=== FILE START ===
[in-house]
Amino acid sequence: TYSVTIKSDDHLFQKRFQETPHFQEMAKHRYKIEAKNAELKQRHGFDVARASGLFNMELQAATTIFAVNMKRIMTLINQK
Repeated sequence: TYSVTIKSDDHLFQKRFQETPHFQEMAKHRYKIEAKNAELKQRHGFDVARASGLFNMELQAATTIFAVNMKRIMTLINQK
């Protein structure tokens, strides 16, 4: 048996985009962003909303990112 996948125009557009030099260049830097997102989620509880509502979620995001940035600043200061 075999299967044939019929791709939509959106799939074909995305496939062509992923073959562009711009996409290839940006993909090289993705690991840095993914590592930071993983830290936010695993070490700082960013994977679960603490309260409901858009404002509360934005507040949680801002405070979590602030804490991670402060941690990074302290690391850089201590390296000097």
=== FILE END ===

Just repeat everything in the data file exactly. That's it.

[in-house]
Amino acid sequence: TYSVTIKSDDHLFQKRFQETPHFQEMAKHRYKIEAKNAELKQRHGFDVARASGLFNMELQAATTIFAVNMKRIMTLINQK
Repeated sequence: TYSVTIKSDDHLFQKRFQETPHFQEMAKHRYKIEAKNAELKQRHGFDVARASGLFNMELQAATTIFAVNMKRIMTLINQK
């Protein structure tokens, strides 16, 4: 048996985009962003909303990112 996948125009557009030099260049830097997102989620509880509502979620995001940035600043200061 075999299967044939019929791709939509959106799939074909995305496939062509992923073959562009711009996409290839940006993909090289993705690991840095993914590592930071993983830290936010695993070490700082960013994977679960603490309260409901858009404002509360934005507040949680801002405070979590602030804490991670402060941690990074302290690391850089201590390296000097």